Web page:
Monday, October 18, 2010

My Travelogue, Part Four

Oh my! This seems to be taking longer than the real holiday to tell! Meanwhile, life is going on and I’ve hardly blogged at all. It doesn’t help when my knitting projects are all gifts so I can’t tell you anything about them. Yet.

The best news is that I went to see Dr. Seriously Grouchy Dermatologist this morning and he wanted to get rid of me nearly as much as I wanted to get rid of him. Yay! Free at last! Oddly though he said that if my Itchy-Peelies flare up again I’m supposed to get my family doc to send me back to the light therapy clinic. Ummm…isn’t that why they wouldn’t give me light therapy in the first place - because I was flaring so badly? Would it make sense to try that one again? Guess it depends on how badly, huh? Plus I’m not sure that would work anyway. If I’m really fortunate, it won’t come back and I’ll never have to find out! He did actually admit that my “rash” was oddly unresponsive to the usual psoriasis meds. D’you think???? Meanwhile, I’m supposed to use the Protopic ointment on hands and feet for another month. That should just about see me through my current supply. Happily it held out a lot longer than I thought because it spreads very thinly on my skin. Since it’s super-duper-expensive I’d rather not have to get any more if I can help it. I already have enough pricey-but-useless partial tubes and jars left over as it is. Funny that it was The One Thing out of all the meds we tried that actually worked, isn’t it? Too bad we didn’t try it first instead of last.

All righty then. Back to the vacation. It seems like so long ago now but we’ve really only been back for two weeks. Really. So where did I leave off? Oh yeah – Newport. After leaving South Beach state park we made a big jump further north. We passed through cute little Depoe Bay and stopped in Lincoln City for a few supplies, including a stop in the Jo-Ann’s where I got some buttons for the current supersecret project I was knitting on and another ball of yarn in case I ran out. (Which I did. But I never used that yarn, instead waiting until I got home to use some leftovers from the stash box.) I was pretty sad that Jo-Ann’s seems to have gone so downhill over the last few years. Is it the same in other places? It’s not like people have stopped crafting! There were empty shelves and it looked like only traditional quilting and scrapbooking were being actively supported. Any theories as to what’s up?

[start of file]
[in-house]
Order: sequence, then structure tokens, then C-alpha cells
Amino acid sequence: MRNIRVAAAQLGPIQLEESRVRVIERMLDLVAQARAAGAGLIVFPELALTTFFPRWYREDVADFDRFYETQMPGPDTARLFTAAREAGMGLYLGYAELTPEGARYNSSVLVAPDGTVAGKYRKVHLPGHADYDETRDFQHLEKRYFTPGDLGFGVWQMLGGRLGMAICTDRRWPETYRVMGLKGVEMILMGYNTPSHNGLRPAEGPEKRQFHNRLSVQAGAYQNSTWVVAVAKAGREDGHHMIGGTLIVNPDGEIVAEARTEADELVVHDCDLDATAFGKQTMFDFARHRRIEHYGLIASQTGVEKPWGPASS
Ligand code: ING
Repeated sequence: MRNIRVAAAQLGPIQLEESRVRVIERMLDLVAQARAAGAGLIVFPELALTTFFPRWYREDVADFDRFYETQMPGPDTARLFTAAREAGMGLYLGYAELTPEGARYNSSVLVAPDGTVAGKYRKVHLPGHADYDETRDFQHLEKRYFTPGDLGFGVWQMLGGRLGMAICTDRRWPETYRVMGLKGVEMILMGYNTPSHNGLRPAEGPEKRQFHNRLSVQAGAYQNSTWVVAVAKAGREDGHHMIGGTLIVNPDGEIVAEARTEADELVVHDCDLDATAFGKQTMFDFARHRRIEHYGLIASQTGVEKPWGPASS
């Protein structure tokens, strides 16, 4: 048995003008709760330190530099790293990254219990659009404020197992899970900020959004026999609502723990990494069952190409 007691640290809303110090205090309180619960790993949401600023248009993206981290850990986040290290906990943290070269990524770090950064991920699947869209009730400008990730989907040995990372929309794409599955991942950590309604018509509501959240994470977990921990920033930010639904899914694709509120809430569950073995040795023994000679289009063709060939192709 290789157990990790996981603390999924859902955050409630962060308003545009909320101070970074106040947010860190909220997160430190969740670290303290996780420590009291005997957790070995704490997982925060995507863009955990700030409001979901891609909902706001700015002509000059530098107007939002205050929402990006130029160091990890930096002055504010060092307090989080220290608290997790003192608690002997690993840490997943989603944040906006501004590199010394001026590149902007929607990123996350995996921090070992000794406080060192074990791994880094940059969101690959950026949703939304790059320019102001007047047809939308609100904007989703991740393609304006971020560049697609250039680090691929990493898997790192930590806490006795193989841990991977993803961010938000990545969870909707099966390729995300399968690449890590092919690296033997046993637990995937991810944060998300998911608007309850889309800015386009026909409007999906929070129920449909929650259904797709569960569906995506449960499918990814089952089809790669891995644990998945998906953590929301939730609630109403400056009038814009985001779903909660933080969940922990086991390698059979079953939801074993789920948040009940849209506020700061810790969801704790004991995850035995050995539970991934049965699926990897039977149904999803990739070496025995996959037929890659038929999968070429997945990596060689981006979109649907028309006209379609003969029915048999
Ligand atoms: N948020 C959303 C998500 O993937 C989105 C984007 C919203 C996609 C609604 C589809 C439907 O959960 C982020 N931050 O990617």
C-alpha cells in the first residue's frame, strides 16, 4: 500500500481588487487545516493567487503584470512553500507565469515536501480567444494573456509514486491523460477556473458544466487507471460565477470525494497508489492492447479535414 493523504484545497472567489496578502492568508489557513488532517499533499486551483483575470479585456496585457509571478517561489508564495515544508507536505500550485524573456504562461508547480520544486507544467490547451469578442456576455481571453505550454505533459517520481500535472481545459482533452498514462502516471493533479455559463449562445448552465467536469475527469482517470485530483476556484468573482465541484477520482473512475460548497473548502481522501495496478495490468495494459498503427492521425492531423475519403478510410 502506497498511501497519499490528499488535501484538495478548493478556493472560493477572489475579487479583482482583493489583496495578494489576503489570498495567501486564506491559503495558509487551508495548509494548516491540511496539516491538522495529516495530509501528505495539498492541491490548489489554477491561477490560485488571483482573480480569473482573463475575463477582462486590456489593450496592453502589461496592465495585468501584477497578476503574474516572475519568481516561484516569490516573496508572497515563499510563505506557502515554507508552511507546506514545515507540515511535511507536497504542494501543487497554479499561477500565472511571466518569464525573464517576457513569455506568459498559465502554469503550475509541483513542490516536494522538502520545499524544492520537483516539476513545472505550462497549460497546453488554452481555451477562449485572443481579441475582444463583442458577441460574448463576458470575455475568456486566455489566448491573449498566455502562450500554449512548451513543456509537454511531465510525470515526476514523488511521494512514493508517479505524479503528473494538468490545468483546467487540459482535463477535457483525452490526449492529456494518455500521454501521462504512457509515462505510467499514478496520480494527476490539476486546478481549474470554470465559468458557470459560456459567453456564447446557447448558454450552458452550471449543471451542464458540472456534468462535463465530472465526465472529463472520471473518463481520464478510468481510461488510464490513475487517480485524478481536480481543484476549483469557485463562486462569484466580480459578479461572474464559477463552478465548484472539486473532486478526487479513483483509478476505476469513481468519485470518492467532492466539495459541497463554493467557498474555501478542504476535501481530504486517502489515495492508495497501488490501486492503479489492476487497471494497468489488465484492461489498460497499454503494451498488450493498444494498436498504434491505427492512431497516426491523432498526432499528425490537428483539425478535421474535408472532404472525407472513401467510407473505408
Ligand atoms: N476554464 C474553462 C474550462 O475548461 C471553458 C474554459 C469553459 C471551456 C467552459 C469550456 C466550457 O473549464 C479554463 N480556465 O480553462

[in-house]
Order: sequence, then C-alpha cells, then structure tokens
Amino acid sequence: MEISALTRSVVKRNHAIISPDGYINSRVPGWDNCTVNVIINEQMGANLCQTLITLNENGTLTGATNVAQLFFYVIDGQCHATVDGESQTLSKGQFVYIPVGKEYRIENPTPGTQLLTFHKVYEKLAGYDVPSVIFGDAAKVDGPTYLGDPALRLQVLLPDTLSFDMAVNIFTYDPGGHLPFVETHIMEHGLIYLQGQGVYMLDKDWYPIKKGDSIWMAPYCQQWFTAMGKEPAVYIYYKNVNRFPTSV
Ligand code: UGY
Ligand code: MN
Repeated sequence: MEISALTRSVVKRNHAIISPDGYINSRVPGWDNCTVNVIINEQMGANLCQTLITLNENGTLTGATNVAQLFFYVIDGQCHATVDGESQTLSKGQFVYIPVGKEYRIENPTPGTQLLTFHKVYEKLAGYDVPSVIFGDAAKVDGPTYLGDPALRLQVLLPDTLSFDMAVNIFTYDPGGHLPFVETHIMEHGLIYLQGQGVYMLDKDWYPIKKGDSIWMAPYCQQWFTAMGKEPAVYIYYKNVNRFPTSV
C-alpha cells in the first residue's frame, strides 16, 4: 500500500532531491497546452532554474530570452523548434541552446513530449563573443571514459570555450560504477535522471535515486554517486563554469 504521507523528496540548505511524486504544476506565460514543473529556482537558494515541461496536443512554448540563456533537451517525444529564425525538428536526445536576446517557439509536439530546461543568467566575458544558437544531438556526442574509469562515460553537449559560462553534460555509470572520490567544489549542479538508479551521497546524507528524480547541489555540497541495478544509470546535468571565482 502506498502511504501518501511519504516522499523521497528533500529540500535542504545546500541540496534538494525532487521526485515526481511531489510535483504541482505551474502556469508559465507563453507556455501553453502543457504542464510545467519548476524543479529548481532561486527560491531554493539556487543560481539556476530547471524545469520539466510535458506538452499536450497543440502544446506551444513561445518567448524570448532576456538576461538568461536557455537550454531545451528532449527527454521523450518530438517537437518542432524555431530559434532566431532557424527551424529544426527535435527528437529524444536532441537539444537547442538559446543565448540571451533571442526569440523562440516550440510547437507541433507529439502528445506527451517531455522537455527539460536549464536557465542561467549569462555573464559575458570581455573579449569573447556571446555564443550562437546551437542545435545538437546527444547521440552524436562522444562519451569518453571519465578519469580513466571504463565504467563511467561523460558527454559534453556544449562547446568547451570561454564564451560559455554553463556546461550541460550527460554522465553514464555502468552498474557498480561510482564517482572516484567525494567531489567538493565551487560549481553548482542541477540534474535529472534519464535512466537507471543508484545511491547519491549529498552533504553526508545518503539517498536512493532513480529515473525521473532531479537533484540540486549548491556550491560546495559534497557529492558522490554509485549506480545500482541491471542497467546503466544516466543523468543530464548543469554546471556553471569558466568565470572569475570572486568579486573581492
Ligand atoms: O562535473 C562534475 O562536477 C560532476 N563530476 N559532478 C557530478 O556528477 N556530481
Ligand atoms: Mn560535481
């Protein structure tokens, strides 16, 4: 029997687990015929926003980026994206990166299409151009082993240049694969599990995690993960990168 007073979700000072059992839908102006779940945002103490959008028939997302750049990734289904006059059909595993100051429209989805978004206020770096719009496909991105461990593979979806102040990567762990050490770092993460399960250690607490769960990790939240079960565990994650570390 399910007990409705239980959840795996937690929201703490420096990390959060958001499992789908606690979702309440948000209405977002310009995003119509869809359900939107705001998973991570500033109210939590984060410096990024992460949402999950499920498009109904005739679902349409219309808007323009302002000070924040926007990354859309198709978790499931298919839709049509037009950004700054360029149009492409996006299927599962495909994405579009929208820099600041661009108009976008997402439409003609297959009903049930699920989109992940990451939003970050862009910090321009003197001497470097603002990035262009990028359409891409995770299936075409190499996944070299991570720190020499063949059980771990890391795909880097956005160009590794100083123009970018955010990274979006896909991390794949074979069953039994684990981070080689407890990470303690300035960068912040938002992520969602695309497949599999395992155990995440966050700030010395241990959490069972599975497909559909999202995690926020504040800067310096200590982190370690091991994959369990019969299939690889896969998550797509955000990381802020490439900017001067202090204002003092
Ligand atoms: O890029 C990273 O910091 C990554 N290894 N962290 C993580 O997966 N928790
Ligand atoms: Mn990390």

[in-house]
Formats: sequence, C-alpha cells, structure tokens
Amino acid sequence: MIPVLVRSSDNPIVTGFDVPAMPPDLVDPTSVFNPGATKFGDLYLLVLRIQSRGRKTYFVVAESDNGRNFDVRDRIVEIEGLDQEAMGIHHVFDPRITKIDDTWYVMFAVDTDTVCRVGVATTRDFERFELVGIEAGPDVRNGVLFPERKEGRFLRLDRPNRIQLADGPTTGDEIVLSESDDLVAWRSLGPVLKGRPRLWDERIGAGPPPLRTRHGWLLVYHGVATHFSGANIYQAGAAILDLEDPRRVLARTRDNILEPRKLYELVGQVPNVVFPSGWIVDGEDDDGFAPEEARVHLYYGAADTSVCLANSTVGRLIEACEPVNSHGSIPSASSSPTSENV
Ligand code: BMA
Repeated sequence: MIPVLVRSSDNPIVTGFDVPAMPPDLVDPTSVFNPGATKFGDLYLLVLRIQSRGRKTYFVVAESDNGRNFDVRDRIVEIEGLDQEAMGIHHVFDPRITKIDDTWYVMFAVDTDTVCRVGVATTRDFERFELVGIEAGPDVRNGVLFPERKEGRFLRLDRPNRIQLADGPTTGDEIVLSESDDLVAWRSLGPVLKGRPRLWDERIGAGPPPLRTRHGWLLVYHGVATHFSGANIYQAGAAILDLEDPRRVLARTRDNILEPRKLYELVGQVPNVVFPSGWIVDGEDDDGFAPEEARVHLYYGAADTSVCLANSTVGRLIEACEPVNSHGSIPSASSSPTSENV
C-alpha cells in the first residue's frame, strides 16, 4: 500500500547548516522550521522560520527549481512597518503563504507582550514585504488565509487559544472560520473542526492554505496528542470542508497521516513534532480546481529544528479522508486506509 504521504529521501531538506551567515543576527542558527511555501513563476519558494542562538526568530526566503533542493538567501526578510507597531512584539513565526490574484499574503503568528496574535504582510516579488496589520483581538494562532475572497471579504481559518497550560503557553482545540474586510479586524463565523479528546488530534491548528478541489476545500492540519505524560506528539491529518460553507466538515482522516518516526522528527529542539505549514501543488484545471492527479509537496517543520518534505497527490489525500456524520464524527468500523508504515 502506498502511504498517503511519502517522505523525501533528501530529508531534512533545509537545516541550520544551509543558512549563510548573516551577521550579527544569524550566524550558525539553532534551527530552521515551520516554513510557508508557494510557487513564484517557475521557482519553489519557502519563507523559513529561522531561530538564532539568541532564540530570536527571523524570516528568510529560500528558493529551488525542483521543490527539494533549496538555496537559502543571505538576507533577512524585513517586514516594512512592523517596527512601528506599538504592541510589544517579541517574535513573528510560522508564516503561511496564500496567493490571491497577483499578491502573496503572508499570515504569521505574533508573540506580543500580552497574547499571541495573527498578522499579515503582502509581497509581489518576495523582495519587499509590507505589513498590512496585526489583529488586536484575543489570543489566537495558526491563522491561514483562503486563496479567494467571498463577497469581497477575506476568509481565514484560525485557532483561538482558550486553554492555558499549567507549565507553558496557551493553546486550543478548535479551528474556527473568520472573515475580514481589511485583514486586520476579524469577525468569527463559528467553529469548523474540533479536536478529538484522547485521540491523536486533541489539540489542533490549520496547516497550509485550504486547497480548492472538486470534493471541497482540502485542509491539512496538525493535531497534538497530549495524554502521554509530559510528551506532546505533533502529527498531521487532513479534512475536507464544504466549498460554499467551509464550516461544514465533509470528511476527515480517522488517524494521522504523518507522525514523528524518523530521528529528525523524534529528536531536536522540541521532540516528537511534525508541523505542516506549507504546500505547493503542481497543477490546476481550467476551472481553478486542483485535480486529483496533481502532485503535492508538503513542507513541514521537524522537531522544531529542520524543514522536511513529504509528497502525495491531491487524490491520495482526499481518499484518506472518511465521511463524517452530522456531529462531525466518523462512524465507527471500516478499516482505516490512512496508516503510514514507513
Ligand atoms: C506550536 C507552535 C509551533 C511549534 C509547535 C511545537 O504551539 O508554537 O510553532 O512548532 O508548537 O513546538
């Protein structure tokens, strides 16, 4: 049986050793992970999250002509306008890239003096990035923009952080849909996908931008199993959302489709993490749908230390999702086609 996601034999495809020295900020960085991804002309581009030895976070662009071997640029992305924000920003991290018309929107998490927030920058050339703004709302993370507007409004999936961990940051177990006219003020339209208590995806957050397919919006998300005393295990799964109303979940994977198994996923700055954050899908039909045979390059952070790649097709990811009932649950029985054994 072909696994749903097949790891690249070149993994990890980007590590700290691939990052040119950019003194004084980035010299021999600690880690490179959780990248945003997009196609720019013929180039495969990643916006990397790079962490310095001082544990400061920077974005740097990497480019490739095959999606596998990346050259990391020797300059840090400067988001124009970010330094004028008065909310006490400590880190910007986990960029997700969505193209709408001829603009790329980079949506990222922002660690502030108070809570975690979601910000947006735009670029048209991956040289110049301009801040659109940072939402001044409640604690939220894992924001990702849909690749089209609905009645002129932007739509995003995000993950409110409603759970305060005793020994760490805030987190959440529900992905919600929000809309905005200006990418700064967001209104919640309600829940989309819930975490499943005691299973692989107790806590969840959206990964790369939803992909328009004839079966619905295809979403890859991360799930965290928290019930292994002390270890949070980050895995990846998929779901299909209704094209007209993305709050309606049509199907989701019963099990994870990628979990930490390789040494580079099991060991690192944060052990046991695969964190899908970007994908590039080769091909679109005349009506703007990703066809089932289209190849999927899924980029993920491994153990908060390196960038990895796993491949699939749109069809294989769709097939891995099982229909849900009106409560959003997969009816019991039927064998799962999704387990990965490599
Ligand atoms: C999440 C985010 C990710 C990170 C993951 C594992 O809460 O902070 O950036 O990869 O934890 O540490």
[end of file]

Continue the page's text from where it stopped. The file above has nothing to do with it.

Continuing north on the more interior route (instead of the usual Three Capes side trip) because we had a long way to go. We went through Tillamook which seems to be prospering more than some of the other places we saw. Didn’t stop at the cheese factory though we sure ended up buying enough of their products in several different Safeways! Onward through the little tourist towns of Rockaway Beach, Wheeler and Nehalem to the Nehalem state park which is one of our favourites.

There’s a lovely little paved loop trail around through the forest and past the bay at the end of the tiny airstrip runway:

Nehalem Bay

Tide’s out! There’s actually a small gap for boats in there between the mountains and the sandbar that protects the bay. The big waves were on the other side of the bar out there. We were having so much fun after the loop trail that we continued riding along the road into Manzanita, a little town to the north of the park. Some of the houses there have a fabulous view of the ocean and beach. Might have to change their windows and refinish their siding really often though! Lots of places were for sale so it’s obvious all is not perfect in paradise. No, we weren’t tempted to buy one.

We stayed two days at Nehalem but were quickly running out of time. North again past Cannon Beach in the fog and a stop at Seaside for ground coffee and fudge. So touristy but a lot of the summer “traps” were closed for the offseason and a number of empty storefronts for rent. There were several big new hotels though since the last time we’d stopped so it wasn’t a total sad story. However they’re crowded close to the beach which made the main street kind of dark in their shadows. Odd planning if you ask me.

We continued north as far as you can go in Oregon to Ft. Stevens state park. It’s huge with miles of paved trails and hundreds of campsites. The weather was sunny and fairly warm considering we were at the end of September. Of course we couldn’t wait to break out the bikes and use our assist to go farther than we’ve ever been able to before. 6 miles to the end of the road where the Columbia River meets the sea. There’s a platform where you can look over the breakwater: